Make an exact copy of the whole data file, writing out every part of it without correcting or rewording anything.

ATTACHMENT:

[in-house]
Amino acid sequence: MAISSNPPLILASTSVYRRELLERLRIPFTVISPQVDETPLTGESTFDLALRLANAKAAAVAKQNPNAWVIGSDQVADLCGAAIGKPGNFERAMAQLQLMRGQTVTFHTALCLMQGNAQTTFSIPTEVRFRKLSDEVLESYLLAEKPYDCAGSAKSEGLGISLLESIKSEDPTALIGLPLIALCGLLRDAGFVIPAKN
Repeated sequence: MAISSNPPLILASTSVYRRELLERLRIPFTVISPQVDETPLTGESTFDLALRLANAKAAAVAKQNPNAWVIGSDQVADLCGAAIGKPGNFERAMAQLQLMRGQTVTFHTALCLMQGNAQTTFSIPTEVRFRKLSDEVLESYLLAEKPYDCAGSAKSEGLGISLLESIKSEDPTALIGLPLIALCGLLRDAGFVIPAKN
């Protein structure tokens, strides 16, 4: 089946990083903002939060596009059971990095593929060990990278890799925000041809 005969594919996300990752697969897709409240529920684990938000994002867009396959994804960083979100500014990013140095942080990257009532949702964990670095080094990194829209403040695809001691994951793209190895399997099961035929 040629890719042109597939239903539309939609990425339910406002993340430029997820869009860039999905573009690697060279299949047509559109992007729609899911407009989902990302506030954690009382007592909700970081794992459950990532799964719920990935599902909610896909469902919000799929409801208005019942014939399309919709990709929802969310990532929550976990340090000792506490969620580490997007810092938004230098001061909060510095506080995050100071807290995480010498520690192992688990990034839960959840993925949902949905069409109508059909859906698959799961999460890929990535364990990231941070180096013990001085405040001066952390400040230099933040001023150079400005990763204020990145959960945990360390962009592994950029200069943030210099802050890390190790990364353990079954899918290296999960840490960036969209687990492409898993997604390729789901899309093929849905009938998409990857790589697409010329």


[in-house]
Amino acid sequence: MAISSNPPLILASTSVYRRELLERLRIPFTVISPQVDETPLTGESTFDLALRLANAKAAAVAKQNPNAWVIGSDQVADLCGAAIGKPGNFERAMAQLQLMRGQTVTFHTALCLMQGNAQTTFSIPTEVRFRKLSDEVLESYLLAEKPYDCAGSAKSEGLGISLLESIKSEDPTALIGLPLIALCGLLRDAGFVIPAKN
Repeated sequence: MAISSNPPLILASTSVYRRELLERLRIPFTVISPQVDETPLTGESTFDLALRLANAKAAAVAKQNPNAWVIGSDQVADLCGAAIGKPGNFERAMAQLQLMRGQTVTFHTALCLMQGNAQTTFSIPTEVRFRKLSDEVLESYLLAEKPYDCAGSAKSEGLGISLLESIKSEDPTALIGLPLIALCGLLRDAGFVIPAKN
């Protein structure tokens, strides 16, 4: 089946990083903002939060596009059971990095593929060990990278890799925000041809 005969594919996300990752697969897709409240529920684990938000994002867009396959994804960083979100500014990013140095942080990257009532949702964990670095080094990194829209403040695809001691994951793209190895399997099961035929 040629890719042109597939239903539309939609990425339910406002993340430029997820869009860039999905573009690697060279299949047509559109992007729609899911407009989902990302506030954690009382007592909700970081794992459950990532799964719920990935599902909610896909469902919000799929409801208005019942014939399309919709990709929802969310990532929550976990340090000792506490969620580490997007810092938004230098001061909060510095506080995050100071807290995480010498520690192992688990990034839960959840993925949902949905069409109508059909859906698959799961999460890929990535364990990231941070180096013990001085405040001066952390400040230099933040001023150079400005990763204020990145959960945990360390962009592994950029200069943030210099802050890390190790990364353990079954899918290296999960840490960036969209687990492409898993997604390729789901899309093929849905009938998409990857790589697409010329």